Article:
Unlike the Packers, the Braves are selling legitimate shares of stock, which are being carved out of the larger portfolio of Liberty Media, their ownership group. They say that the intent is to “reflect – or track – the economic performance and value of the team.” Those same teams that were referenced above measure their economic performance and value through their performance on the field – if a team is successful, they typically sell more tickets, more merchandise, get bigger TV deals, can afford higher payrolls, and so on and so forth.

In the past few years, the Braves have pulled a fast one on the Braves fans, the City of Atlanta, the residents of Atlanta, the residents and taxpayers of Cobb County… the list goes on. There have only ever been a few publicly-traded sports teams in the United States, because they do not make sense from an investment standpoint. They should perform better on the field in the future based on their rich minor-league system, but there are myriad safer places to invest your money.

This Atlanta Braves team is not even worth a penny, and anyone running out to buy shares tomorrow can be safely accused of taking a sucker bet. Liberty Media is creating yet another cheap media ploy to distract attention from its grossly underperforming 25-man roster. I am as much of a financial adviser as the DJ that appears in those commercials, but when I look at a company who is – to ANY degree – relying upon the performance of AJ Pierzynski for short-term success, I would rather spend my money on just about ANYTHING else.

Justin Gorman has written about a nasty reliever, baseball contracts, an illegal delivery, and the case for expansion.

Follow Justin on Twitter @j1gorman.

About Justin Gorman 32 Articles
A native of New Hampshire, Justin grew up in western Massachusetts and is primarily a Red Sox fan, and secondarily an attorney. He and his wife live in the Atlanta area with their dogs. Justin is a co-host for SoSHCast (the Sons of Sam Horn Podcast) with Damian Dydyn.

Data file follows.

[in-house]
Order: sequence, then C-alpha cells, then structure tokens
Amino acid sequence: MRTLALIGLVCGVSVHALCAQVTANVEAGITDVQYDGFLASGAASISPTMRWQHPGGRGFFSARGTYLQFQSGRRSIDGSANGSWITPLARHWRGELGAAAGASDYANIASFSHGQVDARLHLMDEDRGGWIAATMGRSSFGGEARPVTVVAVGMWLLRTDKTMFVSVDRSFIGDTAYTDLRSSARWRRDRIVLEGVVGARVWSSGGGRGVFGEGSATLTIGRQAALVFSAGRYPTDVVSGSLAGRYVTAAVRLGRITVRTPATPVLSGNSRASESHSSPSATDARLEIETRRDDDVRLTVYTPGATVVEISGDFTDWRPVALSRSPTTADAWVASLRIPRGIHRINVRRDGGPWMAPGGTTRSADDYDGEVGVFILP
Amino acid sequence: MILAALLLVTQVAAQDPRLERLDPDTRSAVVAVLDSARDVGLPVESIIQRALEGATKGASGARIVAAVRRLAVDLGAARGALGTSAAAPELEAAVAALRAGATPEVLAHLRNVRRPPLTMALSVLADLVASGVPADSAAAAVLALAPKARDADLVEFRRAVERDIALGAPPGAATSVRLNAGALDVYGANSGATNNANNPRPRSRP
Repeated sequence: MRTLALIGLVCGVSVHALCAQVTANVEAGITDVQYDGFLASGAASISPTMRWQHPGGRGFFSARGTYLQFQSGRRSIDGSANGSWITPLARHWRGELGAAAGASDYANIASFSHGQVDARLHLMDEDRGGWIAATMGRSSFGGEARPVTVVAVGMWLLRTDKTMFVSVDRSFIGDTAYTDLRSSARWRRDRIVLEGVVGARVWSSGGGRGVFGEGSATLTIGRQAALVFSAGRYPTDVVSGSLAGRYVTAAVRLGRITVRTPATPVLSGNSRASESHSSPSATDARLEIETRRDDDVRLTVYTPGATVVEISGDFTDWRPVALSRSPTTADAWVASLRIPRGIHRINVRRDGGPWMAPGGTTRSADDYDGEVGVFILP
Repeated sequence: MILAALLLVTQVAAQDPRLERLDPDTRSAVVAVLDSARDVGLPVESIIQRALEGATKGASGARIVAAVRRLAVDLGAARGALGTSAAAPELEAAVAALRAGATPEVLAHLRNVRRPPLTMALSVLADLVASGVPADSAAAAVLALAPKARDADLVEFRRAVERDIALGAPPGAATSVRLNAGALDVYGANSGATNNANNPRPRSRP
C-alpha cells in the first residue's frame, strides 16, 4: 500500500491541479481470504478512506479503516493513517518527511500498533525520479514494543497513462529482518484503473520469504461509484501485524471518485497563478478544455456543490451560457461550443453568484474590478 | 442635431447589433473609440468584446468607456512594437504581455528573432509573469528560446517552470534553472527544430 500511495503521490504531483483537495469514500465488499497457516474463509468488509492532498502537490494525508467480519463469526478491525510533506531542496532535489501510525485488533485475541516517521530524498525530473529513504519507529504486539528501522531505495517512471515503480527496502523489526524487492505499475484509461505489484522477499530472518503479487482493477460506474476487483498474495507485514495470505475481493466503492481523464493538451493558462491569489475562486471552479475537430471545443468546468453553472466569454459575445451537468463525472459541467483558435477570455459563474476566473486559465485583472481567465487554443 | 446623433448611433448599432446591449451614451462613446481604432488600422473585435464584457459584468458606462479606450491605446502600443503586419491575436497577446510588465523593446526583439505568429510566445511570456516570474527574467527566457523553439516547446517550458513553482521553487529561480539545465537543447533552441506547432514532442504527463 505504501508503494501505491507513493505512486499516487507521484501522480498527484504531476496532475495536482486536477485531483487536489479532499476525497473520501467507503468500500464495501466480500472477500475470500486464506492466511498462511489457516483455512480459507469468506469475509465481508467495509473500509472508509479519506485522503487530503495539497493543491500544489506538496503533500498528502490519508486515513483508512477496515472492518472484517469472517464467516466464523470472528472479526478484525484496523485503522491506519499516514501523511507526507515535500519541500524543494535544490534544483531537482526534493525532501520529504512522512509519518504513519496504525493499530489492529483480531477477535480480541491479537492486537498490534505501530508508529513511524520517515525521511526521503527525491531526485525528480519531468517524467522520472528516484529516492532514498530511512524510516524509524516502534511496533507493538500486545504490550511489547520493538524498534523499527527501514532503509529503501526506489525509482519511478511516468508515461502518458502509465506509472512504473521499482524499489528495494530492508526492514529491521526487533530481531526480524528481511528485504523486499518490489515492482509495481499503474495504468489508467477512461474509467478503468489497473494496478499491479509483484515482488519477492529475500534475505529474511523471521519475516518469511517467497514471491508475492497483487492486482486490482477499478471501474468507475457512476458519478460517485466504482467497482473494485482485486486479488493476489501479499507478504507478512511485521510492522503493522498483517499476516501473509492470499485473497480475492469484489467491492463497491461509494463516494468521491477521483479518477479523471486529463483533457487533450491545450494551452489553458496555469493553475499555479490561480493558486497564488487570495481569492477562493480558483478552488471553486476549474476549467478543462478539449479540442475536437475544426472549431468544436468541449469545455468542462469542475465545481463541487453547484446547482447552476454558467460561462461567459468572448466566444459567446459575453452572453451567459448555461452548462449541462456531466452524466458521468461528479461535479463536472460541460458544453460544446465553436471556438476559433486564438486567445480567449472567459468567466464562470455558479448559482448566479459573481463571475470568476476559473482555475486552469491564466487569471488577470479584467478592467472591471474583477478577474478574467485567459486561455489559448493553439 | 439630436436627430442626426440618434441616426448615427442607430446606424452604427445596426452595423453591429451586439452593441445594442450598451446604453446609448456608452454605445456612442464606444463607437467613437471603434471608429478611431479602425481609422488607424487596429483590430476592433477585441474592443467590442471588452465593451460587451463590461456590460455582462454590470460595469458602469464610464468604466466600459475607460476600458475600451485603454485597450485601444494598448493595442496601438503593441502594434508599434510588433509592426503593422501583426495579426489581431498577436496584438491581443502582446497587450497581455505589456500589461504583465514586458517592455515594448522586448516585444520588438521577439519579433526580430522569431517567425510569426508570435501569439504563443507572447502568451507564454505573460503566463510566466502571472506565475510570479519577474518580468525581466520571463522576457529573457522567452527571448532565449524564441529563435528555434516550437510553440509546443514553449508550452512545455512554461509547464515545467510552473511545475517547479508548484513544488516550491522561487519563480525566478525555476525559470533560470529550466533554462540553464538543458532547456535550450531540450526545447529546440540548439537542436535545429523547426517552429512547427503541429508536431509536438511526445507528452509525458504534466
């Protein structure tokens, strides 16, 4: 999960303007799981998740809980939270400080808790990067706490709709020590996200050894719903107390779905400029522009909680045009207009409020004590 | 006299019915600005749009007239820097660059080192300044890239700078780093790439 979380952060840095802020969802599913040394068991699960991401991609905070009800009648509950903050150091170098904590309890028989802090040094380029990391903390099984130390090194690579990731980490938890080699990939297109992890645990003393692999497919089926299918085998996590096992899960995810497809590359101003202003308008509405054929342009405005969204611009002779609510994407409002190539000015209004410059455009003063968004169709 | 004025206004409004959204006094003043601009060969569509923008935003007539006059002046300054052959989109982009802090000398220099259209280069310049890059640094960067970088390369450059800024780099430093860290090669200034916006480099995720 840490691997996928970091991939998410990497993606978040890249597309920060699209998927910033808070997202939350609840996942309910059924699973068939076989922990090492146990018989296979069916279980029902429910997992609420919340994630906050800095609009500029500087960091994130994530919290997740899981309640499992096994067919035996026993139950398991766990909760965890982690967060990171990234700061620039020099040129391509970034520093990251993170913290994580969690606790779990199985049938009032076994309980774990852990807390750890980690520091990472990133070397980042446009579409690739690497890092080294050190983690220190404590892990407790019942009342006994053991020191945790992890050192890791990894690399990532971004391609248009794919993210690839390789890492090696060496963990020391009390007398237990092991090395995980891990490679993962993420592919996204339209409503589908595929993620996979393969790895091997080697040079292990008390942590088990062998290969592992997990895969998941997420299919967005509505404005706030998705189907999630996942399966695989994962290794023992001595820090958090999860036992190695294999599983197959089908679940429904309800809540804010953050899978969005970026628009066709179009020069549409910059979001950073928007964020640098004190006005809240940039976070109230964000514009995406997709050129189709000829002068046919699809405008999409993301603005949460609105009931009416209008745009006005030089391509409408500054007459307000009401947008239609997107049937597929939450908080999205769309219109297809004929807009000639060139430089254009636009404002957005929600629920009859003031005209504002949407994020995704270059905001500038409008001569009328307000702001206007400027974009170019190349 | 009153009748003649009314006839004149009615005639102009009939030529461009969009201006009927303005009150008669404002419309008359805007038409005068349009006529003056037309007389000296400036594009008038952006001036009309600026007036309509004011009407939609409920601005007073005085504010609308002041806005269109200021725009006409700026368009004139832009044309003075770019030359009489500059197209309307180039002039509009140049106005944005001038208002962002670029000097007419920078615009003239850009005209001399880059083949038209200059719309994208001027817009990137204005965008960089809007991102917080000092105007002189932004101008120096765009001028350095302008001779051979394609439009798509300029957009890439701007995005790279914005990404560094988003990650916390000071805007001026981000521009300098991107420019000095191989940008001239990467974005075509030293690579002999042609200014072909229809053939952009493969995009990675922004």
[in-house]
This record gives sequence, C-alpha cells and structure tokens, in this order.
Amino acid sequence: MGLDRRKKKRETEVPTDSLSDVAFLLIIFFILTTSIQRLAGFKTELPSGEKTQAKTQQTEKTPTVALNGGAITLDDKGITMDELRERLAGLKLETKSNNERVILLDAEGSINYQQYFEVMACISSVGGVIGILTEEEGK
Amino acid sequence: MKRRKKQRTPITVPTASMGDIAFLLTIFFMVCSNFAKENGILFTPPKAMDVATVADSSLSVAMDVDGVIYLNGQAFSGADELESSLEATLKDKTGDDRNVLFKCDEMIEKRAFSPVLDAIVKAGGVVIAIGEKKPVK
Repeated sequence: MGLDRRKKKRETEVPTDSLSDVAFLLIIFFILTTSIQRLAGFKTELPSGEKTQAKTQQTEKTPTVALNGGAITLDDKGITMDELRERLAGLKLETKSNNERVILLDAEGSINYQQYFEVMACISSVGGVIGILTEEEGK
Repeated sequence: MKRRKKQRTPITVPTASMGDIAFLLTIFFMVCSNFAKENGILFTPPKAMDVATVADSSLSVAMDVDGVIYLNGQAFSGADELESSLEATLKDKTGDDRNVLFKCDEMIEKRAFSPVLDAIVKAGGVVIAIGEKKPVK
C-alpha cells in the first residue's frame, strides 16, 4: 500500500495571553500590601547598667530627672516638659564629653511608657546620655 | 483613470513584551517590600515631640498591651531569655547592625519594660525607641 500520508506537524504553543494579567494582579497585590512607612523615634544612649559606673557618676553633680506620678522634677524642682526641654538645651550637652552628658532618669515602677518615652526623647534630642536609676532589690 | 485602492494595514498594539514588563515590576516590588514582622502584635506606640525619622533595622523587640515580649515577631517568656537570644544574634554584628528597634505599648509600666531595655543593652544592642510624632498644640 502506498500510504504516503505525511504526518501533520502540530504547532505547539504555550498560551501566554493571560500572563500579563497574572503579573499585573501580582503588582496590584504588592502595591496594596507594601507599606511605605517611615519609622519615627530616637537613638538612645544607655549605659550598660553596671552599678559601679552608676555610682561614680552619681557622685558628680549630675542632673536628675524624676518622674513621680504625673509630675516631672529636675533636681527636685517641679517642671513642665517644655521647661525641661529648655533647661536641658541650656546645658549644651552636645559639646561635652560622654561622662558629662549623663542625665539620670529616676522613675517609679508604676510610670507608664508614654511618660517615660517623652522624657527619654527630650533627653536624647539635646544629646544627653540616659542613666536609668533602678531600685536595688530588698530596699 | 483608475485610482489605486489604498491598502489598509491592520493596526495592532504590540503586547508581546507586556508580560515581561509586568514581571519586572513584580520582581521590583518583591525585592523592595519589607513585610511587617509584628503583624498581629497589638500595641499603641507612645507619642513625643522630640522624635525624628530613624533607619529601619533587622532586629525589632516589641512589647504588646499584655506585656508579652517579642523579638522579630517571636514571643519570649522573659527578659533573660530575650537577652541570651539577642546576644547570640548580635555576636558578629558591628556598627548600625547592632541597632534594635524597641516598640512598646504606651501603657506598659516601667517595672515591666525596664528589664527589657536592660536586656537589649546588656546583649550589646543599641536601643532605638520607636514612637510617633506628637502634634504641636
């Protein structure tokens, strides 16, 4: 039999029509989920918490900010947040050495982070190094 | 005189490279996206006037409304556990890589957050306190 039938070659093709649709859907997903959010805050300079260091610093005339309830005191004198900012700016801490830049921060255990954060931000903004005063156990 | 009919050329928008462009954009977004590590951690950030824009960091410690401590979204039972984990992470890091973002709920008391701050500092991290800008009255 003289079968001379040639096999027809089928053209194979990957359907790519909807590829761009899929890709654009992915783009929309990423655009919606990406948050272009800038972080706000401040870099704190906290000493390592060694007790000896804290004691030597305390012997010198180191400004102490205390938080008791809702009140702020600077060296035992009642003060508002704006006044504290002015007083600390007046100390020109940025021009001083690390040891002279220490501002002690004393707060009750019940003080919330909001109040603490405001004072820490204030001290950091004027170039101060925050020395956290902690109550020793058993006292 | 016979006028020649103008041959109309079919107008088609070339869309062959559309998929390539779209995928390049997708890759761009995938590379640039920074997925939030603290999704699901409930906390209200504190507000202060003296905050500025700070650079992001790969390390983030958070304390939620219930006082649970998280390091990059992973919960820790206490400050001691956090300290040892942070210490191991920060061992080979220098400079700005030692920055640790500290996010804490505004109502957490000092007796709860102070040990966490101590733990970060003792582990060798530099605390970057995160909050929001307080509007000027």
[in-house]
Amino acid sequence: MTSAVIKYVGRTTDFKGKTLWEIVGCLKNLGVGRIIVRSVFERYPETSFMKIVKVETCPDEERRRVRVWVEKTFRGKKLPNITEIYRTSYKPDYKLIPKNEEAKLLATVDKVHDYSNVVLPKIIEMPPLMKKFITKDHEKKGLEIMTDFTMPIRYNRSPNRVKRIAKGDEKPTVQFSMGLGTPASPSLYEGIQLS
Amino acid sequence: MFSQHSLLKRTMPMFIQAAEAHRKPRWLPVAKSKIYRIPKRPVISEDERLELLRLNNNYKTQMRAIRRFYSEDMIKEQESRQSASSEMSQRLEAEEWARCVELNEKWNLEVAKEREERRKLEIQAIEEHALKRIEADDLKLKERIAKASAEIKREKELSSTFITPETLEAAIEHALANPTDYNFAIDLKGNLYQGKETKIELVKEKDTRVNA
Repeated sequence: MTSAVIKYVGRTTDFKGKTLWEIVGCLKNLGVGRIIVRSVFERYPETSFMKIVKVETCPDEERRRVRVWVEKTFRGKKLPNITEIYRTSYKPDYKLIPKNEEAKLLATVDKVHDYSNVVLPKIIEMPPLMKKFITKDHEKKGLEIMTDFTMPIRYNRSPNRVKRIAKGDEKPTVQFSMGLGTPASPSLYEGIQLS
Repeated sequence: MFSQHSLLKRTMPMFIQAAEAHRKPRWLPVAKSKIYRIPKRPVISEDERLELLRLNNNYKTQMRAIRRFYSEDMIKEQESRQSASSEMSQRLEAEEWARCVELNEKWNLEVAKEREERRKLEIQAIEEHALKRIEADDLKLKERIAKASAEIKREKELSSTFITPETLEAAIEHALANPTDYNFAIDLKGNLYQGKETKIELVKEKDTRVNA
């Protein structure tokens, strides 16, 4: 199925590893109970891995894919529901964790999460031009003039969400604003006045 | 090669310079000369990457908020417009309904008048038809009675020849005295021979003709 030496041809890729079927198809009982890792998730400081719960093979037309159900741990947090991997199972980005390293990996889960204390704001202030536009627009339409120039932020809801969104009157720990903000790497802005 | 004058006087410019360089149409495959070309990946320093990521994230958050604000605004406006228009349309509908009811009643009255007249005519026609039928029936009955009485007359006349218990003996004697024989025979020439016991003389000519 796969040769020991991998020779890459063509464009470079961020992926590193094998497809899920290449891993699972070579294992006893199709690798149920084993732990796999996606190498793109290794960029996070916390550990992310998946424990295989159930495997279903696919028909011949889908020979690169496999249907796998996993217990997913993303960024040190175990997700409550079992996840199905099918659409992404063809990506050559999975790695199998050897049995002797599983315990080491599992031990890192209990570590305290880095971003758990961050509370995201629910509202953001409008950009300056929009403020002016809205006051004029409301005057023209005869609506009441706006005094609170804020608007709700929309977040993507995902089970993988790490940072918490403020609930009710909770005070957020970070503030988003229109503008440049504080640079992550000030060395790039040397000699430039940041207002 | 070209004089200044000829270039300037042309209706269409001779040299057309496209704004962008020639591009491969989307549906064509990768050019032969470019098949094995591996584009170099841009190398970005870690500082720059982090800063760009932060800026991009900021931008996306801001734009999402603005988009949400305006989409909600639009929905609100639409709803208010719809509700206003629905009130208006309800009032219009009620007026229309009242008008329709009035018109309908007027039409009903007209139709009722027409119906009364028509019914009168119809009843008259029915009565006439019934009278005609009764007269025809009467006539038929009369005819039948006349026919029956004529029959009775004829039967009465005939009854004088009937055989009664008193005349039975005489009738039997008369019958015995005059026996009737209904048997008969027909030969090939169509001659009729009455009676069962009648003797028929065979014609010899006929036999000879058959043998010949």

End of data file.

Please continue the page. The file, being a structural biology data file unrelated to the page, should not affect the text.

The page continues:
• I agree totally. This is called rebuilding your ball club. Take a look at the Mets and the Cubs for example, oh and let’s not forget the World Series winners last year Kansas City Royals they all rebuilt from the bottom. So to right a beat like The Braves are screwing the fans is a bunch of manure!!! I’ll make sure NOT to read anymore of this persons statements..

      • I agree that the Braves are rebuilding – that’s why I mention their outrageous stockpile of prospects. I don’t think their play this year is “screwing the fans” – but I know a lot of people are upset with the Braves for moving to Cobb County, and with how they paid for the construction of the new stadium with a 20-year old stadium down the road. I also think the idea of selling stock in any professional sports franchise, especially one that is (1) performing horribly and (2) has a new stadium based on public financial assistance, is a bad idea – coincidentally, so did the stock market yesterday:

Leave a Reply

Your email address will not be published.